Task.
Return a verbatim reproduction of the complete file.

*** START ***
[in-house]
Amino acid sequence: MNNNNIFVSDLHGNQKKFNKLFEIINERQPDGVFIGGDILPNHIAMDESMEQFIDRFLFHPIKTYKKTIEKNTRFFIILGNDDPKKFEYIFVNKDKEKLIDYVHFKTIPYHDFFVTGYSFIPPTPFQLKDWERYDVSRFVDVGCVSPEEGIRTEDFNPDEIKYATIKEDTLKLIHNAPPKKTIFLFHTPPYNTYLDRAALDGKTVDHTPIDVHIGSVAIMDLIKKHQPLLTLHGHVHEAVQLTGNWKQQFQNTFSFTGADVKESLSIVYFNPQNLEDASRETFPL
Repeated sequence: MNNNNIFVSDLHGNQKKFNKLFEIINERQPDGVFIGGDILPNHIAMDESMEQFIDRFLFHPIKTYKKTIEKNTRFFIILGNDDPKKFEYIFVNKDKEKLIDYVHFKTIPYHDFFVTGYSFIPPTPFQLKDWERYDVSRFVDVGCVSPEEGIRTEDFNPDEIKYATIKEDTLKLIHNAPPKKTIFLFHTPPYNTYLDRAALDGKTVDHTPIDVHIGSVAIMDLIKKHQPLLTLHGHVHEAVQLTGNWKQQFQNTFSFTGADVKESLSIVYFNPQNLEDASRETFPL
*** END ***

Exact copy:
[in-house]
Amino acid sequence: MNNNNIFVSDLHGNQKKFNKLFEIINERQPDGVFIGGDILPNHIAMDESMEQFIDRFLFHPIKTYKKTIEKNTRFFIILGNDDPKKFEYIFVNKDKEKLIDYVHFKTIPYHDFFVTGYSFIPPTPFQLKDWERYDVSRFVDVGCVSPEEGIRTEDFNPDEIKYATIKEDTLKLIHNAPPKKTIFLFHTPPYNTYLDRAALDGKTVDHTPIDVHIGSVAIMDLIKKHQPLLTLHGHVHEAVQLTGNWKQQFQNTFSFTGADVKESLSIVYFNPQNLEDASRETFPL
Repeated sequence: MNNNNIFVSDLHGNQKKFNKLFEIINERQPDGVFIGGDILPNHIAMDESMEQFIDRFLFHPIKTYKKTIEKNTRFFIILGNDDPKKFEYIFVNKDKEKLIDYVHFKTIPYHDFFVTGYSFIPPTPFQLKDWERYDVSRFVDVGCVSPEEGIRTEDFNPDEIKYATIKEDTLKLIHNAPPKKTIFLFHTPPYNTYLDRAALDGKTVDHTPIDVHIGSVAIMDLIKKHQPLLTLHGHVHEAVQLTGNWKQQFQNTFSFTGADVKESLSIVYFNPQNLEDASRETFPL